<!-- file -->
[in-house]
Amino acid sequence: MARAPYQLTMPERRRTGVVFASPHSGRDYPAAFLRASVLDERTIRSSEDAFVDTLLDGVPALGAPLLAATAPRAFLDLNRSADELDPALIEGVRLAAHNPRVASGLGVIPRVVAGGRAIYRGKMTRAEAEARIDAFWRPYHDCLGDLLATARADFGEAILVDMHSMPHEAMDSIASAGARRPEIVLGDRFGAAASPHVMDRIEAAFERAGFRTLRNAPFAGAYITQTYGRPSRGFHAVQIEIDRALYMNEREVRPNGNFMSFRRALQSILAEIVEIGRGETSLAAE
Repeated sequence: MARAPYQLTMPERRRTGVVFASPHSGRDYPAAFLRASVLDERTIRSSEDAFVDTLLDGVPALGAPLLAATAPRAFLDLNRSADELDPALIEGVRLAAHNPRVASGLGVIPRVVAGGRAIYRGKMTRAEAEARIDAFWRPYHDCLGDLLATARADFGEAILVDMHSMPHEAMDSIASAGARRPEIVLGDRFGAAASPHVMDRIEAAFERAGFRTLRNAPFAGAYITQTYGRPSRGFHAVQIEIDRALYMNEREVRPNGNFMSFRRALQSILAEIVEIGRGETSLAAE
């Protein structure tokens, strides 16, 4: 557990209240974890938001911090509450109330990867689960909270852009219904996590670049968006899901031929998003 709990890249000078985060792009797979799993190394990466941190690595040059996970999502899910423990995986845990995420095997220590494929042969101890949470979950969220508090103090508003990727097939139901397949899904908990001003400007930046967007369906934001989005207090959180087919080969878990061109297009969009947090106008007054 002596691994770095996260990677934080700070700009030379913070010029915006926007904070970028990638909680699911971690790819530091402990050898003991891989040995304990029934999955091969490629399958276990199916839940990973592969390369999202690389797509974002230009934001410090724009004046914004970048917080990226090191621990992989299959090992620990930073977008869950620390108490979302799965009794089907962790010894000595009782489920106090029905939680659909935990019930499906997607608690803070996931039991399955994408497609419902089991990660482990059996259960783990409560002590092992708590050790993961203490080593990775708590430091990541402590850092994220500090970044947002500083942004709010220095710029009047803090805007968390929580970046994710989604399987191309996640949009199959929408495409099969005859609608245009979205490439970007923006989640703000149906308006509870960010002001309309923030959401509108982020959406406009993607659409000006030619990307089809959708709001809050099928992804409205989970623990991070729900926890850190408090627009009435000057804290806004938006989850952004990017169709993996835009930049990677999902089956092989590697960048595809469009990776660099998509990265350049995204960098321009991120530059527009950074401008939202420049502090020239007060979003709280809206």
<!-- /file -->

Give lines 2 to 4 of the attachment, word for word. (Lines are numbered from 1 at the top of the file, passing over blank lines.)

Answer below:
Amino acid sequence: MARAPYQLTMPERRRTGVVFASPHSGRDYPAAFLRASVLDERTIRSSEDAFVDTLLDGVPALGAPLLAATAPRAFLDLNRSADELDPALIEGVRLAAHNPRVASGLGVIPRVVAGGRAIYRGKMTRAEAEARIDAFWRPYHDCLGDLLATARADFGEAILVDMHSMPHEAMDSIASAGARRPEIVLGDRFGAAASPHVMDRIEAAFERAGFRTLRNAPFAGAYITQTYGRPSRGFHAVQIEIDRALYMNEREVRPNGNFMSFRRALQSILAEIVEIGRGETSLAAE
Repeated sequence: MARAPYQLTMPERRRTGVVFASPHSGRDYPAAFLRASVLDERTIRSSEDAFVDTLLDGVPALGAPLLAATAPRAFLDLNRSADELDPALIEGVRLAAHNPRVASGLGVIPRVVAGGRAIYRGKMTRAEAEARIDAFWRPYHDCLGDLLATARADFGEAILVDMHSMPHEAMDSIASAGARRPEIVLGDRFGAAASPHVMDRIEAAFERAGFRTLRNAPFAGAYITQTYGRPSRGFHAVQIEIDRALYMNEREVRPNGNFMSFRRALQSILAEIVEIGRGETSLAAE
């Protein structure tokens, strides 16, 4: 557990209240974890938001911090509450109330990867689960909270852009219904996590670049968006899901031929998003 709990890249000078985060792009797979799993190394990466941190690595040059996970999502899910423990995986845990995420095997220590494929042969101890949470979950969220508090103090508003990727097939139901397949899904908990001003400007930046967007369906934001989005207090959180087919080969878990061109297009969009947090106008007054 002596691994770095996260990677934080700070700009030379913070010029915006926007904070970028990638909680699911971690790819530091402990050898003991891989040995304990029934999955091969490629399958276990199916839940990973592969390369999202690389797509974002230009934001410090724009004046914004970048917080990226090191621990992989299959090992620990930073977008869950620390108490979302799965009794089907962790010894000595009782489920106090029905939680659909935990019930499906997607608690803070996931039991399955994408497609419902089991990660482990059996259960783990409560002590092992708590050790993961203490080593990775708590430091990541402590850092994220500090970044947002500083942004709010220095710029009047803090805007968390929580970046994710989604399987191309996640949009199959929408495409099969005859609608245009979205490439970007923006989640703000149906308006509870960010002001309309923030959401509108982020959406406009993607659409000006030619990307089809959708709001809050099928992804409205989970623990991070729900926890850190408090627009009435000057804290806004938006989850952004990017169709993996835009930049990677999902089956092989590697960048595809469009990776660099998509990265350049995204960098321009991120530059527009950074401008939202420049502090020239007060979003709280809206």